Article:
After The Owl Roof

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In addition to doctored routes, there are several with bolts placed on rappel from above. In Yosemite, Split Pinnacle was perhaps the first; more recently, the list extends to Stepping Out and the Nabisco Wall. Outer Limits is reported also to have a bolt placed from above, though primarily because of loose rock. In Tuolumne, several bolts were placed on rappel to do Hand Jive. There is no bad rock within miles of this climb. In the Tahquitz area, a new route called Duck Soup was also pro┬Čtected by placing bolts on rappel.

Finally, some of the climbers I have spoken with recently claim several routes have been done "aid-free." One version of the aid-free ascent involves placing pitons or bolts with help from the rope, then immediately free-climbing past them. Hoodwink and the Handbook, both in Tuolumne, were reportedly done in this manner. Another version of aid-free climbing is to aid climb a new line, leaving protection in appropriate places and return shortly thereafter to free climb the route while desperately clipping into the fixed protection. The prize is a first free ascent. A few climbers contend the aid bolts placed on Crack of Despair were placed with the intent of returning to free climb the route, though most disagree and feel the aid was placed with the sole intention of putting together an elegant and largely first free ascent. While agreement on Despair was not universal, most felt English Breakfast and Leany Meany were more certain examples of aid-free climbs.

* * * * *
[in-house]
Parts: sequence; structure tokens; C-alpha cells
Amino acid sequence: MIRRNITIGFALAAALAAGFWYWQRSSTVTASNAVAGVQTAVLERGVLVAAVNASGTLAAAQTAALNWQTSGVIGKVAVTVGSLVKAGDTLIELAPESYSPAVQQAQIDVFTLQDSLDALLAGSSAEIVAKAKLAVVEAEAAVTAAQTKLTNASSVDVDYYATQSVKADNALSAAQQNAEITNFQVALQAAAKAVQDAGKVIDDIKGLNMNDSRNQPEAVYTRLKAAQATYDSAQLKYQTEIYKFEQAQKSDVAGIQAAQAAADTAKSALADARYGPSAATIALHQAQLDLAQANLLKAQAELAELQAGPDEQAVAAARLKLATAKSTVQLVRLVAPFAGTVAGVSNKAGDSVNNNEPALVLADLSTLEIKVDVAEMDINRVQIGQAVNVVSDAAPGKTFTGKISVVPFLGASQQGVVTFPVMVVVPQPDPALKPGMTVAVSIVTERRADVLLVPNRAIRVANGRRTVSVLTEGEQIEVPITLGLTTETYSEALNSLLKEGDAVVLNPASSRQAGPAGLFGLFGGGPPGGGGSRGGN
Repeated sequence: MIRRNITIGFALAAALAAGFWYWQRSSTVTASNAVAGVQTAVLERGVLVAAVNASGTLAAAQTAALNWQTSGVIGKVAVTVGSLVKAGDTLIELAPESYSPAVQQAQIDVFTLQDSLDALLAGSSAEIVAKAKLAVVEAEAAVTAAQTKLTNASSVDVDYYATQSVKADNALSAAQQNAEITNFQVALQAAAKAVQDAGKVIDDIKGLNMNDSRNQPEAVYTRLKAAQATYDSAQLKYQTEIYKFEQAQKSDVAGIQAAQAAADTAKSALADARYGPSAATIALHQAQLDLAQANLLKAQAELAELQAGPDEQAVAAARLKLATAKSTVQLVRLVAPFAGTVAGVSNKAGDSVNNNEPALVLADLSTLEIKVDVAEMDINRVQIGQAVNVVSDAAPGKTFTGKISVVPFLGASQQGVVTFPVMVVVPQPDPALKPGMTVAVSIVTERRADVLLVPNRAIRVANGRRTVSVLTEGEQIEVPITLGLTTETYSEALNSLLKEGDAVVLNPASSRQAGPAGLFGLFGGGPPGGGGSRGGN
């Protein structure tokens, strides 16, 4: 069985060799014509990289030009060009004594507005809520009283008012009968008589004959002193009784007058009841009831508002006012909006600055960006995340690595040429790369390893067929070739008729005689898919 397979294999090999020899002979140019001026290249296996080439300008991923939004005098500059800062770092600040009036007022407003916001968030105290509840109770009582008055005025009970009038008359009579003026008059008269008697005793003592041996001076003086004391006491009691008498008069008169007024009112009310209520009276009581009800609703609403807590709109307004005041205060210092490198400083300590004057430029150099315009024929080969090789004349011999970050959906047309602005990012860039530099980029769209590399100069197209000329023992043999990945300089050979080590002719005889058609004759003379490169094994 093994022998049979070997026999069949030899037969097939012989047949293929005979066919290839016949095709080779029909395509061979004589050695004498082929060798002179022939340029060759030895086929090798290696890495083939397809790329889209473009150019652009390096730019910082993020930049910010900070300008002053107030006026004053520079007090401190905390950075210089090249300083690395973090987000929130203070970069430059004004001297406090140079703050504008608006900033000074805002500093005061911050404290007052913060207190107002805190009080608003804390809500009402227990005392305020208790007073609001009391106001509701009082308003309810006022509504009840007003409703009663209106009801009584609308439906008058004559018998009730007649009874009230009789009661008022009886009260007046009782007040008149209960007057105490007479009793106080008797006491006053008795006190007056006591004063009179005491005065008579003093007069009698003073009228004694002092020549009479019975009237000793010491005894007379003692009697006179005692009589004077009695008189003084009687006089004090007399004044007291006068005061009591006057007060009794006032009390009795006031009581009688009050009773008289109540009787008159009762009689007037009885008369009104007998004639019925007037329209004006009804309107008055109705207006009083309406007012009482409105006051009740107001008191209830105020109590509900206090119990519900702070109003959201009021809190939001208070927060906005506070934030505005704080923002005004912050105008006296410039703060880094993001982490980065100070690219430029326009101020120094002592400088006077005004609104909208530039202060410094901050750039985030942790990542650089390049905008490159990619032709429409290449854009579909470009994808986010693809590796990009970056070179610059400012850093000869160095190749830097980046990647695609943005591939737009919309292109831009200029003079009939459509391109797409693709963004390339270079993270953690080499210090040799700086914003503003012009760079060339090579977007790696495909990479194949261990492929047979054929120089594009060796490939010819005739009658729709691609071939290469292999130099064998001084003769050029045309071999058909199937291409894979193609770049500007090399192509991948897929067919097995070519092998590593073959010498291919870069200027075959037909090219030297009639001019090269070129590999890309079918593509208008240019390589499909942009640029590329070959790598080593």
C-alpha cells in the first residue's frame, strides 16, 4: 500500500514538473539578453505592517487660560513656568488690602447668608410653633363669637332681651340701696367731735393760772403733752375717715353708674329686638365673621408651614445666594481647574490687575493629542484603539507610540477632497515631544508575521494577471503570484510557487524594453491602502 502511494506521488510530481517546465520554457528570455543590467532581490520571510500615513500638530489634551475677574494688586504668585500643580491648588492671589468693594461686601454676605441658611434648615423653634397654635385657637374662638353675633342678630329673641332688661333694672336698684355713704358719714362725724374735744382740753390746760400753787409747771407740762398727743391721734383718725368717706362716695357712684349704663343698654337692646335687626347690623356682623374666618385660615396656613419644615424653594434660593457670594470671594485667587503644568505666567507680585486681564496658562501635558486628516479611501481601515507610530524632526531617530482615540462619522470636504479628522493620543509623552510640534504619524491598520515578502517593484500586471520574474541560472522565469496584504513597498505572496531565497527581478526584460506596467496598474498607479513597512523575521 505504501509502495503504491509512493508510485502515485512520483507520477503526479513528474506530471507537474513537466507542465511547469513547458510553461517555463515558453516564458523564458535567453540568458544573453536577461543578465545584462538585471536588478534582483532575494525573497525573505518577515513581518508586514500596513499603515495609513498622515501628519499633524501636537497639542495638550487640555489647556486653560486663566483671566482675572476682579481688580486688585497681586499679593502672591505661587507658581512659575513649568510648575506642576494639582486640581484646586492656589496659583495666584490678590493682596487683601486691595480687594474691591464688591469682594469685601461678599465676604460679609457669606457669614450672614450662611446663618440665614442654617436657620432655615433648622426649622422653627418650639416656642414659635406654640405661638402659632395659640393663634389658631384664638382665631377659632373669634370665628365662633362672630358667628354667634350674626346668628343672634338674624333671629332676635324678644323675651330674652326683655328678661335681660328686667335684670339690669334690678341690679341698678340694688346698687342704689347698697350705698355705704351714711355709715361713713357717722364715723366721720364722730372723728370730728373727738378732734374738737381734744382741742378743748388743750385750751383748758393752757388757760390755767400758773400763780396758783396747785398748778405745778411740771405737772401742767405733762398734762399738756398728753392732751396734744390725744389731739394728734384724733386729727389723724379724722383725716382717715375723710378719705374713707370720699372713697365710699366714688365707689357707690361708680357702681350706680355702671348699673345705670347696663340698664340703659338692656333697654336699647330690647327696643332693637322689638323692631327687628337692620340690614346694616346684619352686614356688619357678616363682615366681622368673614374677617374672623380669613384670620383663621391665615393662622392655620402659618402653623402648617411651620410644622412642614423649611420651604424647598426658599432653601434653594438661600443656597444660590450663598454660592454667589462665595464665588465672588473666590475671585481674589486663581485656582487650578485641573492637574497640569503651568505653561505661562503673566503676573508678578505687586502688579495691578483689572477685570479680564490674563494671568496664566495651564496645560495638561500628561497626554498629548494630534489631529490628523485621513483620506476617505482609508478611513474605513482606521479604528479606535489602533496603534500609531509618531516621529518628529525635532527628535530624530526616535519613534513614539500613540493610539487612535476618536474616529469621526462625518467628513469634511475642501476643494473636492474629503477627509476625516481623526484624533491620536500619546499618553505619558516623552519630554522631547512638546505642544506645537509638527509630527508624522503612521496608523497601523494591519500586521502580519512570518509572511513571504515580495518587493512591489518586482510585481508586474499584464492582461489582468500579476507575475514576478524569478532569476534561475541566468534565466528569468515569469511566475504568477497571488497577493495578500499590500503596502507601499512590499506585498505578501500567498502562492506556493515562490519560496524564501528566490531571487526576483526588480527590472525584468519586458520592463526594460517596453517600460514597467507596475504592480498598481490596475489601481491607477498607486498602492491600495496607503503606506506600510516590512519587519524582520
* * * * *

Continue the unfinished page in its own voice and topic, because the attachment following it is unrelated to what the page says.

While the evidence is not crystal clear or in great preponderance, it does seem there are at least some relatively new routes being done in a manner outside the ethical tradition of certain areas. For climbers who have helped establish the tradition, it is disturbing to see old norms unravel. One is tempted to become a referee. If there were a hand- book of rules for rock climbing, and if it were a purely competitive sport, unethical ascents would be clearly identified and not tolerated. No one would get onto the track with electric shoes. But when an essential purpose of climbing is to enjoy the personal experience, and when the rules are not set down in tableau style, the referee becomes a buffoon when he calls unfair or out-of-bounds. In such a setting, all that the defender of tradition can do is argue for the merit of the values he supports and hope others will agree.